I guess this is one of those things you might not be able to learn to do, and some of us just do it naturally, but I've always been able to compartmentalize very easily. It's not that I don't see my patients as people or that I don't care, of course, but they are my patient first and foremost. I don't get attached to people very easily in general, and when I leave work I leave it all there, then take it all on full force when I come back.
It's possible that if you can't learn to manage that aspect of the job then you might need to find a less emotionally draining area of nursing before you cause some kind of permanent damage to yourself.

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AlwaysLearning247 has 4 years experience as a BSN.

1 Follower; 372 Posts; 6,498 Profile Views

I’m in the same boat. The rotating shifts can be tough and the death in the ICU can be very sad. I try to look at it as the patient’s next stage of life and their quality of life if they were to survive. Sometimes it’s really depressing. Make sure to take care of yourself on your days off and do what makes you happy. I find having close nurse friends that I can vent to helps tremendously. Our non nursing friends and family don’t understand sometimes. If you feel like it’s really not a good fit and it makes you sad for a while you could always go for outpatient surgery, PACU, etc! Just know you’re not alone. Good luck!

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NickiLaughs has 11 years experience as a ADN, BSN, RN and specializes in Emergency, Trauma, Critical Care.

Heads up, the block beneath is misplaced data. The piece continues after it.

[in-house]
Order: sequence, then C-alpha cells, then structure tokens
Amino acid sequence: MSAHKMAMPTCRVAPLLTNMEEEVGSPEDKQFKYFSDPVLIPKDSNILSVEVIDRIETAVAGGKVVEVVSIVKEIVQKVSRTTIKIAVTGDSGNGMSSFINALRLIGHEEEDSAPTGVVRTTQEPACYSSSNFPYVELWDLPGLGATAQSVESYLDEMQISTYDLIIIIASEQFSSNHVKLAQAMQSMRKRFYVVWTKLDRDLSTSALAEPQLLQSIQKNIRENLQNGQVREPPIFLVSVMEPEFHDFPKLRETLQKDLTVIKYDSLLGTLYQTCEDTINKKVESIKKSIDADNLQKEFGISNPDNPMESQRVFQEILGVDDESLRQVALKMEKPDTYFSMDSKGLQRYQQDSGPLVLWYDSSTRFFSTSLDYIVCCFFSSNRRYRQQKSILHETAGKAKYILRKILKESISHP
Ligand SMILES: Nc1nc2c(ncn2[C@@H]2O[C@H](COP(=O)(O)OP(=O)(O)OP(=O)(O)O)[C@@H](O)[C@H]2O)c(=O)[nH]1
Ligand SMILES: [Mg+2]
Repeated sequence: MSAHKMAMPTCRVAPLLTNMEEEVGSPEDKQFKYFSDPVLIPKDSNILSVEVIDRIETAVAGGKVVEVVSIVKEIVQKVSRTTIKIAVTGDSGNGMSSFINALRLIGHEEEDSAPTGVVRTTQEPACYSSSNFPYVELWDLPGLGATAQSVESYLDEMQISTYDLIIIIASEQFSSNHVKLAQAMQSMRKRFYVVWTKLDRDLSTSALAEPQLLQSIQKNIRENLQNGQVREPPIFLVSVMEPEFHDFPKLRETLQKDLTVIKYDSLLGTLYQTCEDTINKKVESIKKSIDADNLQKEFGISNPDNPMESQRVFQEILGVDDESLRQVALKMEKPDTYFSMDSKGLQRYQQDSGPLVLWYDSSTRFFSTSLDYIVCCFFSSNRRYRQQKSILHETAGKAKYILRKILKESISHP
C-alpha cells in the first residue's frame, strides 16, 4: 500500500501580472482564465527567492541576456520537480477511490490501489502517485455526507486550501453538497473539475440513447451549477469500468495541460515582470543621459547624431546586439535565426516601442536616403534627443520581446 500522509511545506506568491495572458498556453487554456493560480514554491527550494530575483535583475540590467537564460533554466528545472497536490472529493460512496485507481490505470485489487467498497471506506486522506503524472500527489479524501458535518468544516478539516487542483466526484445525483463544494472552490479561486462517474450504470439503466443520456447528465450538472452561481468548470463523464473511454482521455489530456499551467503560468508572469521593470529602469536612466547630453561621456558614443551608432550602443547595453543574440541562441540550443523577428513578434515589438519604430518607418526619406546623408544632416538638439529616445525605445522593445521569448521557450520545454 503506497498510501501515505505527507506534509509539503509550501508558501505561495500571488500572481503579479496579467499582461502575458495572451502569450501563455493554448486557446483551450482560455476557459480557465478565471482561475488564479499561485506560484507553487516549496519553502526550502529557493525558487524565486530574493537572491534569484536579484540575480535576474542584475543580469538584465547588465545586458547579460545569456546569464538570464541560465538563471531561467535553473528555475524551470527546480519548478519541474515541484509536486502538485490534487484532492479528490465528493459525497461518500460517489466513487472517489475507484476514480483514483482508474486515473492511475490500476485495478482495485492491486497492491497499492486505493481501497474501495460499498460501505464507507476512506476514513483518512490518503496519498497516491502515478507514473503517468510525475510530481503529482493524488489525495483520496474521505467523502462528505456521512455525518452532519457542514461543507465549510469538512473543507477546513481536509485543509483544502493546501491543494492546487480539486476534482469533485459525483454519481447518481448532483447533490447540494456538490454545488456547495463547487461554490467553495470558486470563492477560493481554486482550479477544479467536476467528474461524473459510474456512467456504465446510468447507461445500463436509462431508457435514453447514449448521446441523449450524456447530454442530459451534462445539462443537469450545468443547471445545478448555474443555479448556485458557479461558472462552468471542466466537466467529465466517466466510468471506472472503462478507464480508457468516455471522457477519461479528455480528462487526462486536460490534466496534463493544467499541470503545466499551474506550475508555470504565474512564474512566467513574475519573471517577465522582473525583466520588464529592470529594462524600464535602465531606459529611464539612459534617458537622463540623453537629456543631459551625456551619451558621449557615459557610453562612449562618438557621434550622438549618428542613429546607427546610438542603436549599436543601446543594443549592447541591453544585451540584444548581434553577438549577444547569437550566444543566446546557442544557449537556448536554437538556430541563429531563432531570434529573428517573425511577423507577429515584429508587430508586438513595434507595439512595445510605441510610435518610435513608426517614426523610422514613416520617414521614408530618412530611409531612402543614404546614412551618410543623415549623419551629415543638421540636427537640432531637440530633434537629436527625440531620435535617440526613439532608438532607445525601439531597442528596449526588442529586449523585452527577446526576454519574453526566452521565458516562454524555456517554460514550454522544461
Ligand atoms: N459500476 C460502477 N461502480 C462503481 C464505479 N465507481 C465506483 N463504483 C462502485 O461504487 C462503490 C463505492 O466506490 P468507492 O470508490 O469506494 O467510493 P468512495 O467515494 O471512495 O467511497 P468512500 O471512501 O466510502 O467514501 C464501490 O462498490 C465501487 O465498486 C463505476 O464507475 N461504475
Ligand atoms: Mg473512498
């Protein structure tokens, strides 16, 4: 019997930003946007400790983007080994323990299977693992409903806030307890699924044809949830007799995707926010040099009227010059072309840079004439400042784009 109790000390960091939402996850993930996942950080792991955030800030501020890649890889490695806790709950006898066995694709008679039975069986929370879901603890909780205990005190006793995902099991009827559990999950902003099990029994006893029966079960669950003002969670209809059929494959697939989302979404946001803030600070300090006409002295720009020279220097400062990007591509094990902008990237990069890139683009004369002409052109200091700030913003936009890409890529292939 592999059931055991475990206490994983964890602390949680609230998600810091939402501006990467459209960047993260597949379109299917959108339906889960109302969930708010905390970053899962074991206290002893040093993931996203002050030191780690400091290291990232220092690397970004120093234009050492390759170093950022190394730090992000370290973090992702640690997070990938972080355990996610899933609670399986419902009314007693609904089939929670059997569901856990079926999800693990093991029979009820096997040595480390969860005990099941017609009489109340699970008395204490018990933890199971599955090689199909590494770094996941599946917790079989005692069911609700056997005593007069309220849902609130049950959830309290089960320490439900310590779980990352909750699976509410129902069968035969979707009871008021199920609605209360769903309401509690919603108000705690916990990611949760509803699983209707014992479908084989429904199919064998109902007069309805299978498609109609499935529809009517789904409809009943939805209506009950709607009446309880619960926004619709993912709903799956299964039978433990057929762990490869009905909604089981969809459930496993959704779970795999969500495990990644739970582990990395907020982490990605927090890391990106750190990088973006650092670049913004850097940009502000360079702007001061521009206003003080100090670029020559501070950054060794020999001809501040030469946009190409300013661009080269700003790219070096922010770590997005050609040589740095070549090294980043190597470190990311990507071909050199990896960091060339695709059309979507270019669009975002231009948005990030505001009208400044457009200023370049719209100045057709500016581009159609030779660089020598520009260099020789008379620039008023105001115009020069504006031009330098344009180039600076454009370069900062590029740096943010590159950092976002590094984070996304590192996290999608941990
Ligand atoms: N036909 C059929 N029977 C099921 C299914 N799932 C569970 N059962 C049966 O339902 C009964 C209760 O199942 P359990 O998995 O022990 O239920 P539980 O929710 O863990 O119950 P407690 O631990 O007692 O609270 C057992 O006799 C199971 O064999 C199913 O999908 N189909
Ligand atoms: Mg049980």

2,370 Posts; 34,634 Profile Views

I did ICU for 5 years and don’t know why it took me so long to realize it wasn’t the right fit for me.  I was good at it but emotionally drained.  I switched to ER and was much happier.  People still died but you didn’t get to bond with them or know families and you were so busy trying to either save them or deal with everything you didn’t have time to thing about it.  Night shift can make your emotions even harder especially if you are rotating.  I don’t know why some hospitals still try to do that.  It isn’t healthy.  I’d look for a different department and a consistent shift.

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ArmyRntoMD is a BSN, RN and specializes in Critical Care.

314 Posts; 583 Profile Views

Any area sucks sometimes, I like ICU because it’s not just task oriented like the floor, requires more critical thinking in general, and I don’t understand why anyone likes caring for 6-8 patients at a time. Many of the floor nurses say it’s hard to even keep their patients straight. That seems awful to me. Much rather get to know 1-2 patients care much more closely. 

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myoglobin has 12 years experience as a ASN, BSN, MSN and specializes in ICU, trauma, neuro.

661 Posts; 4,556 Profile Views

I live in one of the worst markets for nurses (Florida) and even here you can find ICU jobs that don't require rotating shifts.  If you are going to work nights "live nights".  That means even when you are not working you stick to roughly the same schedule (never going to bed before around 0500 and getting up in the afternoon).  Even when I go on vacation I "live nights".  Also, it is better to work every Friday, Saturday, and Sunday, than have to "rotate".  Variety, may be the spice of life, but variety in work hours is the death of your physical body and mental clarity.  Also, I believe that dealing with death is easier (although certainly not easy) if you truly believe that we are essentially "spiritual" beings and that this body we inhabit is simply a shell (without regard to whatever spiritual practice or religion to which you may subscribe). 

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ArmyRntoMD is a BSN, RN and specializes in Critical Care.

314 Posts; 583 Profile Views

I don’t think anything happens when we die, and it just makes me want to live life to the fullest. YOLO! Just kidding. Kind of.